Khaya Dlanga

Mshoza: The dark side of being light

2011-11-10 09:49

Let me jump on the Mshoza bandwagon here for a minute. For those of you who don’t know her (that would be many of you here), Mshoza had a massive hit song many years ago. It was a Kwaito song. It had to do with her liking a guy wearing a hat.

Now she’s famous again. But this time for bleaching her skin. In her case it has nothing to do with the disease that Michael Jackson had which literally turned him white –, a condition that causes depigmentation of sections of skin. It happens when melanin, which is responsible for skin pigmentation, die. The patches become bigger as one gets older on some people.

Mshoza does not have this condition. It is a choice that she made. She just wanted to be light-skinned.

A lot of people have issues with their appearance. Some don’t like their noses, lips, jaws or any other parts of their bodies for that matter. So they will go for plastic surgery and other body altering treatments and no one has a problem. I suppose this is the question Mshoza is asking: If people can have boob jobs, ass jobs, or any other jobs, what’s wrong with changing the complexion of her skin? What’s wrong with changing from a Kelly Roland to a yellow bone?

For those of you who might not know, the term yellow bone was popularised by the cartoon series, Boondocks, and has come to mean light-skinned black person.

Since the arrival of Europeans, there has been a long held belief that if you’re a light-skinned black person you are automatically beautiful. Just as it has been thought that blonds have more fun.

I suppose it is a fair question Mshoza is asking. Why allow other forms of body alteration but have a huge uproar when she alters her skin colour? No one says anything when some white folk darken their skins. Do we have issues as black people?

The fundamental difference between having a boob job and changing the colour of your skin really goes to core of what black people have been fighting for. That being black is equal to any other race; that there is nothing inferior about being black. When a black person changes the colour of their skin to make it lighter, it seems to be a rejection of one’s blackness.

But how can one be rejecting their blackness when they will remain black despite being light-skinned? One may erase their black on the outside, but the black inside that wants umqusho can’t be erased.

There is nothing wrong with wanting to look good. There is everything wrong with thinking that you will be a better person because you look better. There is no plastic surgery for insecurity.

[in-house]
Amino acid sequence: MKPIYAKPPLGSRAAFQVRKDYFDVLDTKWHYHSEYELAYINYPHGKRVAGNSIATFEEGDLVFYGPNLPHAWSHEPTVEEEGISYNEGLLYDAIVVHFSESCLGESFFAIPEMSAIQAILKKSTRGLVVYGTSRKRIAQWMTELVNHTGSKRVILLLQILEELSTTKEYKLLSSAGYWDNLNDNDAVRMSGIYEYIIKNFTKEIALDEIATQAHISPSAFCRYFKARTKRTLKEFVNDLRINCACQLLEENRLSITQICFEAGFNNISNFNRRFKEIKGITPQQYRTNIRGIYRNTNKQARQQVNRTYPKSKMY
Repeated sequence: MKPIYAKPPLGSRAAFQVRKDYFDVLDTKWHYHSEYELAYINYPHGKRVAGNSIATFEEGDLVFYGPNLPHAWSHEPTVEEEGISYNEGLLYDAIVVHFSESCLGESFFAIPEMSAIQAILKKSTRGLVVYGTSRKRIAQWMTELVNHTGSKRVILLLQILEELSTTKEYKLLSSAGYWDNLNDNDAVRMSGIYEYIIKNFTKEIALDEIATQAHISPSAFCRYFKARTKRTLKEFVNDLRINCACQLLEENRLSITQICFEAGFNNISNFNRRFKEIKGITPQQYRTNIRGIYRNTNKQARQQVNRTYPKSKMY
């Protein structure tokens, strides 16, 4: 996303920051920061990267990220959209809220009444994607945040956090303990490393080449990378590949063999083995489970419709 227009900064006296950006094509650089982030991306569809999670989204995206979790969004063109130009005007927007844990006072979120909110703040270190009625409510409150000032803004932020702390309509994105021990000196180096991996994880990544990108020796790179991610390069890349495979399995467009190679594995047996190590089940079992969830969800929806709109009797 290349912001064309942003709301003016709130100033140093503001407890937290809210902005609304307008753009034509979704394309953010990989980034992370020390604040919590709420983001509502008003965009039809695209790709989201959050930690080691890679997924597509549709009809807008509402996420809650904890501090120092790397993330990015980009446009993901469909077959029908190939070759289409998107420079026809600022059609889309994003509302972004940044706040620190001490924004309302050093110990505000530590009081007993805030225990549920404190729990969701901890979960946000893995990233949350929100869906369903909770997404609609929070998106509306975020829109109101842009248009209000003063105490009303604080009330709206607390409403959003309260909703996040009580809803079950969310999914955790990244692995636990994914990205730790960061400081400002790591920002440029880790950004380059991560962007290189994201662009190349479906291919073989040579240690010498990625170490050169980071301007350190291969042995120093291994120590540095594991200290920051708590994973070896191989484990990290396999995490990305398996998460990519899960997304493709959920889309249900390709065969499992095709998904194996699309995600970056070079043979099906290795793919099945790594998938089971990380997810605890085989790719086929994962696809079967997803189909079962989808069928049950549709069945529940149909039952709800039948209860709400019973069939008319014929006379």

It is good to look good. It is even better to be a good person. Having said that, we must not confuse wanting to look good with feelings of insecurity. Those two can be separate. One can simply want to look good because they want to, another may want to look good because of they want to be seen. To quote myself in my column, Better to ugly or beautiful?: “One thing that can be said about beauty is that it doesn’t last, ugly on the other hand does. Beauty is the sprinter, ugly is the marathon.”

Mshoza is being vilified for doing what some people are probably too afraid to do. Why do I say this? The long held belief that light-skinned people are better looking still prevails and hasn’t gone away. One sees it on the social networks and can hear it in hip-hop.  Men are probably largely responsible for this. Therefore women want to be light-skinned because they know that they increase their chances of being hit on. So men cannot sit on their high horses and say women want to be light-skinned.

Perhaps we should blame ourselves as men for this.

If we build our women, we build the nation. Our women are beautiful in their shades. No shade is better or more beautiful than another.

We must teach little black girls that they're beautiful so that they don't think they need to look like someone else to be liked. In fact we should teach this to all little girls. They have to grow up knowing that if people like them simply because of what they look like and nothing more, then those people are not worthy of their affections nor attention.

I do not condone skin bleaching. We live in a free country though. My personal view is that bleaching one's skin is a form of self-oppression. And there is no greater oppression than self-oppression.

If you think that being lighter means you are more attractive, it's time you fixed your thinking. Being attractive makes you attractive, not the colour of your skin.

- Follow Khaya on Twitter.

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